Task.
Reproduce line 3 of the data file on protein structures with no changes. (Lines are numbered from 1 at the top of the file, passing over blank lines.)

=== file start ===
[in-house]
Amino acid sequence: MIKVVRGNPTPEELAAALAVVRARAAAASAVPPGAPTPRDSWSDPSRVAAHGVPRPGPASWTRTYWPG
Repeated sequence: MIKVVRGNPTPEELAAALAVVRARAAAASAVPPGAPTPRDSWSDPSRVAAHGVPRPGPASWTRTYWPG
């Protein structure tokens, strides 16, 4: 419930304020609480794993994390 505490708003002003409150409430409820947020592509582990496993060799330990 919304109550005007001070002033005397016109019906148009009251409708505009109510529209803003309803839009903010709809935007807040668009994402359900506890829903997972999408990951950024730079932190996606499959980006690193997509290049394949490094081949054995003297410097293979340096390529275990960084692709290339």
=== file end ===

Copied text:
Repeated sequence: MIKVVRGNPTPEELAAALAVVRARAAAASAVPPGAPTPRDSWSDPSRVAAHGVPRPGPASWTRTYWPG